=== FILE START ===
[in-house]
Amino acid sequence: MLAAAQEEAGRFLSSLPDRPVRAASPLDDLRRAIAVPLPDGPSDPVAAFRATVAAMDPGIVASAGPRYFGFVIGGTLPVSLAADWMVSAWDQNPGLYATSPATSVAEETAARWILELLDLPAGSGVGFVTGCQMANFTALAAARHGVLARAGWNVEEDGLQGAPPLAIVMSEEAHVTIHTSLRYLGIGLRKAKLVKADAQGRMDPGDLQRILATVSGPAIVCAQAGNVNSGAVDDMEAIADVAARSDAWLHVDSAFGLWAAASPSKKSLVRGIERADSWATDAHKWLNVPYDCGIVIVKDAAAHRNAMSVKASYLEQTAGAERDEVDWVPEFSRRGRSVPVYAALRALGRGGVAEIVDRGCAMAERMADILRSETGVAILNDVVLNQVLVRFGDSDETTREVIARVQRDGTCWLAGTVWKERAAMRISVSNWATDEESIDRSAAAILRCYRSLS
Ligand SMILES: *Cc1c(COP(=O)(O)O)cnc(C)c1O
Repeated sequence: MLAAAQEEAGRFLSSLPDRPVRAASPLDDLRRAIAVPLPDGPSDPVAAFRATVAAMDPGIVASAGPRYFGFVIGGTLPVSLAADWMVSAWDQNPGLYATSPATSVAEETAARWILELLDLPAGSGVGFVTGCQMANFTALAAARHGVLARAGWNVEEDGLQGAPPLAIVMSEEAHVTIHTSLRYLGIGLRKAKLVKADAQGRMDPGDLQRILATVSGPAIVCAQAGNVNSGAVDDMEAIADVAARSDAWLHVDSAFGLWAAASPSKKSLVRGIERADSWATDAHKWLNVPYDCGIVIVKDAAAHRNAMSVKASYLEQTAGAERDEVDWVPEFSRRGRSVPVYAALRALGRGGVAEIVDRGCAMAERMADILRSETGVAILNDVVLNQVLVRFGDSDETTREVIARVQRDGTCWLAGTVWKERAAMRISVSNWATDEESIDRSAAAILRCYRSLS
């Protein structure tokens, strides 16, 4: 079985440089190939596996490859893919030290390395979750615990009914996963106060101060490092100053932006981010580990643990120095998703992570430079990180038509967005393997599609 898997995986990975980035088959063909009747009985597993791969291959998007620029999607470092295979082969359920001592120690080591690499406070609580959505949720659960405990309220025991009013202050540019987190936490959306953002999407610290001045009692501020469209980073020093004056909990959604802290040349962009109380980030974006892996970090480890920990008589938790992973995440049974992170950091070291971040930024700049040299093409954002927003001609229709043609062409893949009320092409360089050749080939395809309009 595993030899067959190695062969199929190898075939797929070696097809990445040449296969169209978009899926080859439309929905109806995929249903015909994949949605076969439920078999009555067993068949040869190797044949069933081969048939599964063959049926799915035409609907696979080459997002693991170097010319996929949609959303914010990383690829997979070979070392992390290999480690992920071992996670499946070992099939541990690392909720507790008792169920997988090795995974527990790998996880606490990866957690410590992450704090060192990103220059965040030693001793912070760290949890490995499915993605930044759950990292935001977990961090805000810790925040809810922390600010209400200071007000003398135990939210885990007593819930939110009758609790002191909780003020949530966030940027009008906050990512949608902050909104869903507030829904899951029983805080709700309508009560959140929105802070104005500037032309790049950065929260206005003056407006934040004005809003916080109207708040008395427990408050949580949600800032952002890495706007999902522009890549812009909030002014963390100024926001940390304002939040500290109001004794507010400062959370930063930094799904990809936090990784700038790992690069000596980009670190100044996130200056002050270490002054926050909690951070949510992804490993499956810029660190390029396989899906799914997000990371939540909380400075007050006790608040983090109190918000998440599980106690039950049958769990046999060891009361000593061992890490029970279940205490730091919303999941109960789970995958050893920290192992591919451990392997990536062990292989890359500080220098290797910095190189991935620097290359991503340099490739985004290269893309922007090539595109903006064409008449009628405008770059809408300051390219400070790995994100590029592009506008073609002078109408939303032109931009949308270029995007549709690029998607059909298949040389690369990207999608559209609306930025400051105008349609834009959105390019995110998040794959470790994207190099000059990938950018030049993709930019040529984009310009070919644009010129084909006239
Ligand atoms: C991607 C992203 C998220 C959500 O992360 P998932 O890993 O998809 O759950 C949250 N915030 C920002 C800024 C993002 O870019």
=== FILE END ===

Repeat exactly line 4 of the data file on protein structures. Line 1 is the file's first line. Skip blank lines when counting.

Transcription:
Repeated sequence: MLAAAQEEAGRFLSSLPDRPVRAASPLDDLRRAIAVPLPDGPSDPVAAFRATVAAMDPGIVASAGPRYFGFVIGGTLPVSLAADWMVSAWDQNPGLYATSPATSVAEETAARWILELLDLPAGSGVGFVTGCQMANFTALAAARHGVLARAGWNVEEDGLQGAPPLAIVMSEEAHVTIHTSLRYLGIGLRKAKLVKADAQGRMDPGDLQRILATVSGPAIVCAQAGNVNSGAVDDMEAIADVAARSDAWLHVDSAFGLWAAASPSKKSLVRGIERADSWATDAHKWLNVPYDCGIVIVKDAAAHRNAMSVKASYLEQTAGAERDEVDWVPEFSRRGRSVPVYAALRALGRGGVAEIVDRGCAMAERMADILRSETGVAILNDVVLNQVLVRFGDSDETTREVIARVQRDGTCWLAGTVWKERAAMRISVSNWATDEESIDRSAAAILRCYRSLS